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CFPA Reminder: Change Your Clocks, Change Your Detector Batteries
By: CT Fire Police Association
CFPA Public Information Officer, Max Sabrin encourages all residents to adopt this simple, life-saving habit. "It's an easy, inexpensive, and proven way to protect your family and your home," says PIO Sabrin.
When you change your clocks, remember to change the batteries in your smoke & carbon monoxide detectors, and please take a moment to perform the suggested maintenance outlined below.
Replace your smoke detector battery once a year. (Choose a specific date, such as when you are updating the time on your clocks.) When a battery is running low, the detector will "beep," indicating that the battery needs to be replaced. Do not use rechargeable batteries.
If you have a "nuisance detector" that goes off frequently with cooking fumes or humidity from the bathroom, do not remove the battery. Move the detector farther from the kitchen or bathroom. If the problem continues, you may wish to change to a different type of detector. A photo-electric smoke detector may meet your needs.
Smoke detectors also need to be replaced every 10 years and CO (Carbon Monoxide) detectors need to replaced every 5 years. Wired-in smoke detectors require testing, as well, and also have a failure rate. Please refer to the owner's manual or change them every 10 years.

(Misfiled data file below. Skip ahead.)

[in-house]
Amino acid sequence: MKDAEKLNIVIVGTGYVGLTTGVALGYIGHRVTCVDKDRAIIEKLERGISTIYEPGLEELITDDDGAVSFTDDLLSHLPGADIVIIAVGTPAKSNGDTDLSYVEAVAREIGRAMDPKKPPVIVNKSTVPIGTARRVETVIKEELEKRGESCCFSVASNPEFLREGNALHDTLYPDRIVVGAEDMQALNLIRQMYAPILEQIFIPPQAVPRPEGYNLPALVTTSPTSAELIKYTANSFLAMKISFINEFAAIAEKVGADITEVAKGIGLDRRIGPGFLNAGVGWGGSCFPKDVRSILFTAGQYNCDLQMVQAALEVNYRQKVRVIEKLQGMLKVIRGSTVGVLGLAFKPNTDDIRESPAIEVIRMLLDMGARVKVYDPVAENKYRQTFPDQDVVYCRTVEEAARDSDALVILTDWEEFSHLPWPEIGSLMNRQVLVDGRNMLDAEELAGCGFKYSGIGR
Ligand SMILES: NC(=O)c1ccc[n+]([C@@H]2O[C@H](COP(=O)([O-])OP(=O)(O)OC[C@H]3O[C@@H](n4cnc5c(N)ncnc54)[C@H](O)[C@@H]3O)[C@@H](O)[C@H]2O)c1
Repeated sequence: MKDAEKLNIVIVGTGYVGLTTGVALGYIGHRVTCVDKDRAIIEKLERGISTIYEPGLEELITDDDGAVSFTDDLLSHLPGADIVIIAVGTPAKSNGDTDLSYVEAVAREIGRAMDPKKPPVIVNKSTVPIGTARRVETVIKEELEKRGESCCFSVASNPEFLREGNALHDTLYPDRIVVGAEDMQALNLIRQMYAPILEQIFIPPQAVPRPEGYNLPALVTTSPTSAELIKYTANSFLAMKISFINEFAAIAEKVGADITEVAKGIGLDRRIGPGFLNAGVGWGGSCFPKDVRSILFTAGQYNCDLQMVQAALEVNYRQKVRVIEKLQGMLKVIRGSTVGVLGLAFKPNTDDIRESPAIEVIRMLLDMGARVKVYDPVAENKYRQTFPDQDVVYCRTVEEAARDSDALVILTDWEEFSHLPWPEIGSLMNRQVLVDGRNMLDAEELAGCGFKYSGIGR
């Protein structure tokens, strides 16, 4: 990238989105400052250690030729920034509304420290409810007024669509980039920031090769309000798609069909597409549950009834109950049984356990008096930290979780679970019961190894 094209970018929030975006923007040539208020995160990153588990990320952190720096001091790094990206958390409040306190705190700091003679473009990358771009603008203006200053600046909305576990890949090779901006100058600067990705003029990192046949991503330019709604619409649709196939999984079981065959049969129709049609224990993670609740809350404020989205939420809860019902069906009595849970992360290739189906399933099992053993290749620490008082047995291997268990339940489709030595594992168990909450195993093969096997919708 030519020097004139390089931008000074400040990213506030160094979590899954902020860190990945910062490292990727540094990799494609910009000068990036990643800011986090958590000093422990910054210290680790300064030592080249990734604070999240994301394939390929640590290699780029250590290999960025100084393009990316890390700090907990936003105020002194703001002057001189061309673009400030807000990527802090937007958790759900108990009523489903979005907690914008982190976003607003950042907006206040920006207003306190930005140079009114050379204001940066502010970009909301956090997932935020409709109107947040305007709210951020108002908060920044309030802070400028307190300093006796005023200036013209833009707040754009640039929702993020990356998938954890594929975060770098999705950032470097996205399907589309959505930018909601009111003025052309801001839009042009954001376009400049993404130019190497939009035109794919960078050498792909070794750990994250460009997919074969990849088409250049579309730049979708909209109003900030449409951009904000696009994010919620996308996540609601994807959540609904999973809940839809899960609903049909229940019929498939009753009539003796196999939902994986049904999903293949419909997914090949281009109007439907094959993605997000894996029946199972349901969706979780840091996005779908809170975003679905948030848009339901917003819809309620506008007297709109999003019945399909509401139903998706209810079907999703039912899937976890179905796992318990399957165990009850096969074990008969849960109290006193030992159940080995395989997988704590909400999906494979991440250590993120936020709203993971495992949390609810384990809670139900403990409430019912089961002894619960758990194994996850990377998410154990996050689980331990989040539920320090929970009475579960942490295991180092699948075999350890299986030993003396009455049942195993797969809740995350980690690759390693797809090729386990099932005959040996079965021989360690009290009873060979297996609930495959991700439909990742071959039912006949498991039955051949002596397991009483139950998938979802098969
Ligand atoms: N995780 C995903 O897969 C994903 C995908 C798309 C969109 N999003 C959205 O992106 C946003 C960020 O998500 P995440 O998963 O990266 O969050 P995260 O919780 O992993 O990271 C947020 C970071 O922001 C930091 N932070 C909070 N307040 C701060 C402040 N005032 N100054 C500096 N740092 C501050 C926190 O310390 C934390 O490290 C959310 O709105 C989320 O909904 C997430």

According to the National Fire Protection Association, the maximum life cycle of a smoke detector is 10 years from the date of manufacture, not the date of installation. Beginning in 2002, all smoke detectors must have a manufacture date marked on the outside of the smoke detector. If your smoke detector does not have a manufacture date, then it is older than 10 years and must be replaced.
Test your smoke detector every month by pressing the "test button" on the face of the detector.
Almost two-thirds of home fire deaths resulted from fires in homes with no smoke detectors or no working smoke detector. Smoke detector failures usually result from missing or dead batteries or disconnected wires. The peak time for home fire fatalities is between 10 p.m. and 6 a.m. when most families are sleeping. A working smoke detector can provide the critical extra seconds needed to get people out safely.
Max Sabrin, PIO
CT Fire Police Assn.
Page Updated Last on: Oct 30, 2019